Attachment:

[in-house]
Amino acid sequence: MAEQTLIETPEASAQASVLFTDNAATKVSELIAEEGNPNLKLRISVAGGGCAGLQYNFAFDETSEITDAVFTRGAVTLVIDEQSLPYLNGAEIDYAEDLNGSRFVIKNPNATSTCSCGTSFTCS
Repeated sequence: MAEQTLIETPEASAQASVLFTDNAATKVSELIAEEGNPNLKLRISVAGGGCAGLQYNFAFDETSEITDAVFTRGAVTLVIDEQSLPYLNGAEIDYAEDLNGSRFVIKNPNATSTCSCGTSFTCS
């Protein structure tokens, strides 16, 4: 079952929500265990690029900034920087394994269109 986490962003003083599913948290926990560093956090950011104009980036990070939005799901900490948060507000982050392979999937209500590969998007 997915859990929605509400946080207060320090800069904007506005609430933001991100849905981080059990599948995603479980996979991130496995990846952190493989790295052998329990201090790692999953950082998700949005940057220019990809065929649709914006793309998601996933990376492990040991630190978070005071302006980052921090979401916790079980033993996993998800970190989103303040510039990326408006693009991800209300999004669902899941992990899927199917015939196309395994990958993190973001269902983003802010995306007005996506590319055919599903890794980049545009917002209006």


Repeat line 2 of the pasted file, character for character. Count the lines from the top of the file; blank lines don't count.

Amino acid sequence: MAEQTLIETPEASAQASVLFTDNAATKVSELIAEEGNPNLKLRISVAGGGCAGLQYNFAFDETSEITDAVFTRGAVTLVIDEQSLPYLNGAEIDYAEDLNGSRFVIKNPNATSTCSCGTSFTCS